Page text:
Johnson has won an election with a big majority. It is on a minority of the vote as 53% of people voted for left of centre policies and only 47% of people voted Conservative, Brexit or DUP but he has the votes to pass whatever laws he wishes through Parliament.
That means that those of us who have put a lot of effort into opposing Brexit and trying to get the right to a vote on reality instead of only being asked our view on false promises have to change the main thrust of our argument.
For the Liberal Democrats that is a touch difficult since they have predicated their existence on being the party that is most solidly in favour of Remain. Once Johnson has actually taken us out that leaves them in a bit of a mess since it is not certain the EU will want us back in and the terms on which they would do so are likely to be humiliatingly worse than what we had before. It is unlikely the public can be persuaded to go down that route any time soon.
From a Green perspective there is little point in painting ourselves into the same corner. We need to get away from any nostalgia for a lost EU membership and focus on fighting for all the good things we were promised to actually happen whilst fighting tooth and nail against all the negatives.
We’ve been told that the UK will stick to environmental standards that are at least as good as those in the EU. So that’s exactly what we need to be demanding. Let’s insist on making UK standards a model that is admired around the world. Because Johnson is very good at forgetting promises and, without immense popular pressure, he will dump every bit of protection that he can. We need to be the clearest voice articulating the evidence of the multiple environmental emergencies we are facing and the most realistic actions that we can and must take with speed and determination. No one else is properly equipped to do that job and it could not be more important that it is done.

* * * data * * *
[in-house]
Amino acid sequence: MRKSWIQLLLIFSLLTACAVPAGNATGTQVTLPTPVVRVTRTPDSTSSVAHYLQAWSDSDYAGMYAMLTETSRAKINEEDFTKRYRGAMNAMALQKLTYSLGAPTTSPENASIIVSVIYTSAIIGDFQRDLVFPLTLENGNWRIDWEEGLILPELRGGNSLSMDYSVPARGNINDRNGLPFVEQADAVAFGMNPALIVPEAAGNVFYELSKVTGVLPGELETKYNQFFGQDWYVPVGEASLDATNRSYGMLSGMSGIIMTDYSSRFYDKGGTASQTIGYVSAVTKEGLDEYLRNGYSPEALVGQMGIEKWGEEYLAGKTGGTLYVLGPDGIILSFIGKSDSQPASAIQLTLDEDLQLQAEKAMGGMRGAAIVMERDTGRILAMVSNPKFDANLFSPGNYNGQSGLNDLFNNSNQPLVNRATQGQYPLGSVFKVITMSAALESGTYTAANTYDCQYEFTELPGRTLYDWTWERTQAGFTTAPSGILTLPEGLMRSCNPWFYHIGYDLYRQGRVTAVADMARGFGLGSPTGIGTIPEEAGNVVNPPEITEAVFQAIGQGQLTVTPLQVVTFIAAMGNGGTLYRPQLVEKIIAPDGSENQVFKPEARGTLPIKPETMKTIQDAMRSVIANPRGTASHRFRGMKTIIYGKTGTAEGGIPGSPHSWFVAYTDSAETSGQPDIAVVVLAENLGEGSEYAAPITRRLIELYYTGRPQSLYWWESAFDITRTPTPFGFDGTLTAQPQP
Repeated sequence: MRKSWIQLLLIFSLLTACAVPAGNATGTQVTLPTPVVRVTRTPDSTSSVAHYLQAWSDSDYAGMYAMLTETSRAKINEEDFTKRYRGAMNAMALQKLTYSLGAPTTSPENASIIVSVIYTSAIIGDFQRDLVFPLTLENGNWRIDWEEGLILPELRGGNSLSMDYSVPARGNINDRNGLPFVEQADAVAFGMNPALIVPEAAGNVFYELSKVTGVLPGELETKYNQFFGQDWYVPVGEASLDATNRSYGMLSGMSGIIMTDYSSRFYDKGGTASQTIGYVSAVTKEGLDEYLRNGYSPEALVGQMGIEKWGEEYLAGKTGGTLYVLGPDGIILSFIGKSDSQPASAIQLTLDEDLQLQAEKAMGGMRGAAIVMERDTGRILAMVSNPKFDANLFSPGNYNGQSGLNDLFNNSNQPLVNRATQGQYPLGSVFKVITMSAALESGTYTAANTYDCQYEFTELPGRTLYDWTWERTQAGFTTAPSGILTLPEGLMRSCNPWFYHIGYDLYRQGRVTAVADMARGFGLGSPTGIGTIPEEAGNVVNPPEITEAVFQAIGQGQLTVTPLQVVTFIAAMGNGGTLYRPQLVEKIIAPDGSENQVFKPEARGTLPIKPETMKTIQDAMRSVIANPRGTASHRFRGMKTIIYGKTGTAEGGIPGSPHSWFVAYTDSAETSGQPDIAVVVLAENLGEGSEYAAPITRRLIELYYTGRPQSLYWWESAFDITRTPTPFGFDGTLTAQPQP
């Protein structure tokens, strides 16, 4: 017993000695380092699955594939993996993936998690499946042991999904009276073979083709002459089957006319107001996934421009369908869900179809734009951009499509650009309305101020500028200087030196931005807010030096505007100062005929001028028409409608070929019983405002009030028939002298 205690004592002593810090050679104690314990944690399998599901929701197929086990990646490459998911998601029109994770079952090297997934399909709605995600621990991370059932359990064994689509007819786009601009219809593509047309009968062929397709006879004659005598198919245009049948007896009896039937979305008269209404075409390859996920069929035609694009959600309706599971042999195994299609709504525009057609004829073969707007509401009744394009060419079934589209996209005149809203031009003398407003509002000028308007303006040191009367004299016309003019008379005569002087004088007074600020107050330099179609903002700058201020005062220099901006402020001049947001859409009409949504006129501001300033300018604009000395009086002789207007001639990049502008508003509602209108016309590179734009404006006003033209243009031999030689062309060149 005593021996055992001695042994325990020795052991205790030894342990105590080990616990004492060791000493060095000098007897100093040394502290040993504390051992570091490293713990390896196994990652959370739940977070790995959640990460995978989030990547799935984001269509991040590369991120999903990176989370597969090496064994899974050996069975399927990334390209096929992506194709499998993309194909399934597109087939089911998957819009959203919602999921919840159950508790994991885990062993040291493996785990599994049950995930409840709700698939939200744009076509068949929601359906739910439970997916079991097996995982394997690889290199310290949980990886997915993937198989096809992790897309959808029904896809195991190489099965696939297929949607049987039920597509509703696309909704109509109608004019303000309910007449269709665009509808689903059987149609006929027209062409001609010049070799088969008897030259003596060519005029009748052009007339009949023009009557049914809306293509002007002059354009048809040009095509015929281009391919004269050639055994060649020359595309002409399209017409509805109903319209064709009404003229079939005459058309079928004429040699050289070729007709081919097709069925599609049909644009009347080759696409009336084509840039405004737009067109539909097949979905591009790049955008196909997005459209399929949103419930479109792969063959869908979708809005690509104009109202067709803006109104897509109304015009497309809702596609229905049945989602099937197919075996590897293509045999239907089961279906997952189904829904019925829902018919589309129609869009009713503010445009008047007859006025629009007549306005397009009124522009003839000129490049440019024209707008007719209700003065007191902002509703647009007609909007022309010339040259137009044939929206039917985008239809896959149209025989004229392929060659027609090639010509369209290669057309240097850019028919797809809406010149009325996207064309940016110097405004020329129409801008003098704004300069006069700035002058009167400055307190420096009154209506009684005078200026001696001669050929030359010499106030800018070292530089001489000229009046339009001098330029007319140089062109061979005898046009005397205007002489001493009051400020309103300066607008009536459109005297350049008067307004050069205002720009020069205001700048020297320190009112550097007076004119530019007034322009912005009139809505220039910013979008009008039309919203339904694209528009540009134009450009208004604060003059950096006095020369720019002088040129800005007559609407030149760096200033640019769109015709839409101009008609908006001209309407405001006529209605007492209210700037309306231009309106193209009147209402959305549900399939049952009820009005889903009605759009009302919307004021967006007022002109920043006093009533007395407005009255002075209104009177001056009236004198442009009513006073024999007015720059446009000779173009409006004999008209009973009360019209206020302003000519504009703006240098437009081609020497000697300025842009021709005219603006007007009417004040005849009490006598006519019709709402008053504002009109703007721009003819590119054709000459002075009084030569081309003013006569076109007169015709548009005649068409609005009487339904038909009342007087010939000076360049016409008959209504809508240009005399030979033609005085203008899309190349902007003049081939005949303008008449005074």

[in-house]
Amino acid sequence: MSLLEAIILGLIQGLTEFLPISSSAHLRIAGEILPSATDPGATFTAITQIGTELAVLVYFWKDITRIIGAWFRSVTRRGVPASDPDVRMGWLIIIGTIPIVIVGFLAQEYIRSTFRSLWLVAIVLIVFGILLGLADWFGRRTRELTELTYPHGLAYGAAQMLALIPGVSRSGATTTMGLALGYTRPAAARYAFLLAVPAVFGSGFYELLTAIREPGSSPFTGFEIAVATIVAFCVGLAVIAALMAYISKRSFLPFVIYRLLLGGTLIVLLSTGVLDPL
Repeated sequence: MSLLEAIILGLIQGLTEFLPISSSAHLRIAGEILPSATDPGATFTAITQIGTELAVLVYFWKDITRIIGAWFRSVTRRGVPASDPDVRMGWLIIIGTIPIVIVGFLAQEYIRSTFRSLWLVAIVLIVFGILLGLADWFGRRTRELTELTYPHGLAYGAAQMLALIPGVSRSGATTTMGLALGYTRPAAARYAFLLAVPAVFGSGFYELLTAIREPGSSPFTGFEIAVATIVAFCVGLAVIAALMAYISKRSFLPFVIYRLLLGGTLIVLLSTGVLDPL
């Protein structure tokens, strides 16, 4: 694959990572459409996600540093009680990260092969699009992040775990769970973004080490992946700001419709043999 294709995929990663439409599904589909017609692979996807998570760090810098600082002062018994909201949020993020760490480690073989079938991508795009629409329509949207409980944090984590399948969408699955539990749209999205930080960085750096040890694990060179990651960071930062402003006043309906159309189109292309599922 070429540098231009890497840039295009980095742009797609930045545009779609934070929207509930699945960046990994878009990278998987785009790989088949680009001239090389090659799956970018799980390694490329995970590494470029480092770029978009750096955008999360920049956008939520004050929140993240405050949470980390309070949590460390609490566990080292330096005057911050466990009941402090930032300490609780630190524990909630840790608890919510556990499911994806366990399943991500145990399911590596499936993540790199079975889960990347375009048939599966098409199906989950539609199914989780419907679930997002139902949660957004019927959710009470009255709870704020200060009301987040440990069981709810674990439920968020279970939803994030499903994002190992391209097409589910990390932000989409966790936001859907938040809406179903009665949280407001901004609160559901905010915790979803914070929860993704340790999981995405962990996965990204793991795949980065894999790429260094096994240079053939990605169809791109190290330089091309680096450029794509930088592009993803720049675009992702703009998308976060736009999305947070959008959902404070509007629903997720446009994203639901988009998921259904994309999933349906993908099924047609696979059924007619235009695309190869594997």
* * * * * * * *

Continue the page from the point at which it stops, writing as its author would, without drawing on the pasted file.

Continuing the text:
The next promise we need to try and hold Johnson to is all the guff he is spouting about looking after neglected towns and regions. It is, of course, entirely possible that his propagandists are right and with MPs representing Bury, Scunthorpe, and Stoke on Trent we’ll see a Conservative Party with a renewed interest in regional policy. Personally, I am expecting much spin and little action.
It takes serious state intervention to move economic activity out of London and into neglected regions. What is requires looks like this:
- Government investment in science parks and in research facilities to generate new opportunities in the regions.
- Government incentives to support new start up businesses and to help businesses to re-locate into neglected regions.
- Start up incentives for Green businesses to help regions move quickly away from fossilised technologies.
- Government subsidies for renovating run down buildings to provide high quality homes so that talented people want to stay in their home communities and new people are attracted
- Government investment in better local schools so that parents aren’t tempted to move out to the suburbs